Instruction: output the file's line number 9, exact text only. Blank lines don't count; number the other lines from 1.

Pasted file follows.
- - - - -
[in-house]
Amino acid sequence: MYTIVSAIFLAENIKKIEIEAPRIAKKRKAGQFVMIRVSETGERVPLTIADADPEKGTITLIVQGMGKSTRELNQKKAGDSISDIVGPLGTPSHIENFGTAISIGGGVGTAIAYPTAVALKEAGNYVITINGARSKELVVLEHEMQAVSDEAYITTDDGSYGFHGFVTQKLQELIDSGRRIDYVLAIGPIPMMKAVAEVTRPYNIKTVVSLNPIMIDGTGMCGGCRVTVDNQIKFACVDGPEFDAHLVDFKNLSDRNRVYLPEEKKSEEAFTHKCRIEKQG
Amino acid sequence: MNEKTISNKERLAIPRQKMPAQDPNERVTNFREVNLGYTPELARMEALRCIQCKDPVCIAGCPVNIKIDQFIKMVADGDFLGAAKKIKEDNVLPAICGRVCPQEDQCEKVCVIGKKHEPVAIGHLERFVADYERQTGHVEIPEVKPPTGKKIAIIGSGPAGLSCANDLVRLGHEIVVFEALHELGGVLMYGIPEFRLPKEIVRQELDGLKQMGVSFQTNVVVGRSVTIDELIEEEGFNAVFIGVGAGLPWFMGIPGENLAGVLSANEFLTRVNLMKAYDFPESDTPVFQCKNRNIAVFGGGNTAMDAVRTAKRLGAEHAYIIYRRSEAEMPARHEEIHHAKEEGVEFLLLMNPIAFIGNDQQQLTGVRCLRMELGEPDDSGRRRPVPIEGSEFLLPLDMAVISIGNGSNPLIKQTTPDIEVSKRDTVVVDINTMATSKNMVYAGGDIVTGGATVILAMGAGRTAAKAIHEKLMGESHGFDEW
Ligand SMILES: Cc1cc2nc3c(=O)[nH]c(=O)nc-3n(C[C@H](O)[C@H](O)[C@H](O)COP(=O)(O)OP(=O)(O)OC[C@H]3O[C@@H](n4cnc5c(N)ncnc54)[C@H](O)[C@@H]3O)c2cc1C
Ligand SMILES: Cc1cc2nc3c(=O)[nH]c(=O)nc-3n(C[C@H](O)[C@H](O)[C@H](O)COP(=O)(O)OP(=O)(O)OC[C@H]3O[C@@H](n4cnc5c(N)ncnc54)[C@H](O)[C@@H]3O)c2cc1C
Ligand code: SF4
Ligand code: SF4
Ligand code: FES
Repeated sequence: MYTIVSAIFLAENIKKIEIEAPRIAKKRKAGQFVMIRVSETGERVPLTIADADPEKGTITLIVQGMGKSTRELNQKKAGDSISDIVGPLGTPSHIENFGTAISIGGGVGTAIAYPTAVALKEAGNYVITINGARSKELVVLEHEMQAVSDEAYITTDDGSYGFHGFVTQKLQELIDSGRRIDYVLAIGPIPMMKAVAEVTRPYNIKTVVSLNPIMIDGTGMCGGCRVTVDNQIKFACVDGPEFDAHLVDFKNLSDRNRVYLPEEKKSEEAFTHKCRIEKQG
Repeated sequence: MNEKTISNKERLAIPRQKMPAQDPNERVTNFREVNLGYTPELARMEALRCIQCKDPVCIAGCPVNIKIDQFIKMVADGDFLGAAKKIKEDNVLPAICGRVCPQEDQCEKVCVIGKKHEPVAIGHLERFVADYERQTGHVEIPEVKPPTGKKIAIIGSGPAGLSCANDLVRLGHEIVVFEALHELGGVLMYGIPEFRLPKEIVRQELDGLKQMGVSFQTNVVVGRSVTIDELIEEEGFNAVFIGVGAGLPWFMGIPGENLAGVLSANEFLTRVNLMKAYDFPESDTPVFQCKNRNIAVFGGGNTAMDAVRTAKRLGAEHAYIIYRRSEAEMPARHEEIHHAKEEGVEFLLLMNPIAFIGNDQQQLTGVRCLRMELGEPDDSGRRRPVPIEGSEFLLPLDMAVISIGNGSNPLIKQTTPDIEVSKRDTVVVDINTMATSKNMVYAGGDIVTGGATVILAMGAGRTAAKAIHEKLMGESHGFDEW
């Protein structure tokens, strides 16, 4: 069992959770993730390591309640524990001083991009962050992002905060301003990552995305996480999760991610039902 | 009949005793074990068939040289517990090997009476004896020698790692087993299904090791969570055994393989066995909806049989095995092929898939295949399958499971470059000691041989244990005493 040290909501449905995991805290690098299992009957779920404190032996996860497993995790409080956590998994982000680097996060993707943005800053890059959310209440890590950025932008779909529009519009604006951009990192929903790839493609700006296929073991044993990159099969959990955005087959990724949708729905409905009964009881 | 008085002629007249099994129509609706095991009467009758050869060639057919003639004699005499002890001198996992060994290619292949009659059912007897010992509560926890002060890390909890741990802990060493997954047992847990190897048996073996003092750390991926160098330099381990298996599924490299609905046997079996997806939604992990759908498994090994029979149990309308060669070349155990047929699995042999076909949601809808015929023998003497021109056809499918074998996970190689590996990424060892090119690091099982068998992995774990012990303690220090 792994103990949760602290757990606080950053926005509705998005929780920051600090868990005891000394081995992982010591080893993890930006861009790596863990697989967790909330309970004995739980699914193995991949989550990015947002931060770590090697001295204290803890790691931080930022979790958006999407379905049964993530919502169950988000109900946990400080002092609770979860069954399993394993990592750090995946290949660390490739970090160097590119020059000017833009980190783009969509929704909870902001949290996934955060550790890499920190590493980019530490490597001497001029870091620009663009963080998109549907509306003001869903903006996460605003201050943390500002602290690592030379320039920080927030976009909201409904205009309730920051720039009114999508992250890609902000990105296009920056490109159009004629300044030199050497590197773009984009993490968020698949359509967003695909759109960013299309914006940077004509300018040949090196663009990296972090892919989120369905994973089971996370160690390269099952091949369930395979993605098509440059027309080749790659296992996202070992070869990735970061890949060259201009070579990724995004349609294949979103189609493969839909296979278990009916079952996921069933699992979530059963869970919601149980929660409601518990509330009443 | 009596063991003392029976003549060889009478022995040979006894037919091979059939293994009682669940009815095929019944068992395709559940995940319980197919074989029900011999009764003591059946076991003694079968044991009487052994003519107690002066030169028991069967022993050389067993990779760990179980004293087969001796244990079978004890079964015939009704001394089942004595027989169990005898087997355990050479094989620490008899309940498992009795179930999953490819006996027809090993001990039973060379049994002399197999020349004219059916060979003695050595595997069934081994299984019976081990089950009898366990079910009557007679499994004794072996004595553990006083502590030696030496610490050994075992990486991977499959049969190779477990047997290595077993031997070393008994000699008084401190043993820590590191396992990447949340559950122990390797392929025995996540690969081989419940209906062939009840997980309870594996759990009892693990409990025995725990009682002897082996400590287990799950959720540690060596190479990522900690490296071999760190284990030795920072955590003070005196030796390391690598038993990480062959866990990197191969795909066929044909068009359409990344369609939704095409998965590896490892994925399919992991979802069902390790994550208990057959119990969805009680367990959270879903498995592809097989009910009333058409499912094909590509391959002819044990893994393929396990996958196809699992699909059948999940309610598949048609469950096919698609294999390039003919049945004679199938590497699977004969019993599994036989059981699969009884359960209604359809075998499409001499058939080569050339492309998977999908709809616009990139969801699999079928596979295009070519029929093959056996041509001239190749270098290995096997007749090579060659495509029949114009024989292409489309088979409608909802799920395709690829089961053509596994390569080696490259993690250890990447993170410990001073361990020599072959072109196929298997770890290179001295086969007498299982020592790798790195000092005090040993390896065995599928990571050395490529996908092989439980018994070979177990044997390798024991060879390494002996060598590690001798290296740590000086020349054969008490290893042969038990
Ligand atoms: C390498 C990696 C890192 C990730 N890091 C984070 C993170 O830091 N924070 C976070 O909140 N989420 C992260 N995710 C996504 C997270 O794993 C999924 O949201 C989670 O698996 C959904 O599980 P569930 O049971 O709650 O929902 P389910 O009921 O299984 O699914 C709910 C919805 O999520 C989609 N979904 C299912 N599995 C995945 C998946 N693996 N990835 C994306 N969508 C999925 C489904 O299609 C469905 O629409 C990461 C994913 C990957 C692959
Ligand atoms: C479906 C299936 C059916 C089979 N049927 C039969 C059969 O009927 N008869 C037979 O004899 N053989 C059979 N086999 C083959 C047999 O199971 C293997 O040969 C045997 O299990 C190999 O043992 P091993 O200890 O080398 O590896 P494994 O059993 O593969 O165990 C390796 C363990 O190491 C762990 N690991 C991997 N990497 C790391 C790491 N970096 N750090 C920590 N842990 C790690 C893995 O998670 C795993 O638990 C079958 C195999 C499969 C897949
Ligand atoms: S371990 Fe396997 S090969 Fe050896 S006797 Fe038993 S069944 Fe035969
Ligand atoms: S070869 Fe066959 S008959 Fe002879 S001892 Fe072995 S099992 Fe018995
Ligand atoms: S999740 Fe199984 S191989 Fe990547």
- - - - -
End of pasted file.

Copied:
Repeated sequence: MYTIVSAIFLAENIKKIEIEAPRIAKKRKAGQFVMIRVSETGERVPLTIADADPEKGTITLIVQGMGKSTRELNQKKAGDSISDIVGPLGTPSHIENFGTAISIGGGVGTAIAYPTAVALKEAGNYVITINGARSKELVVLEHEMQAVSDEAYITTDDGSYGFHGFVTQKLQELIDSGRRIDYVLAIGPIPMMKAVAEVTRPYNIKTVVSLNPIMIDGTGMCGGCRVTVDNQIKFACVDGPEFDAHLVDFKNLSDRNRVYLPEEKKSEEAFTHKCRIEKQG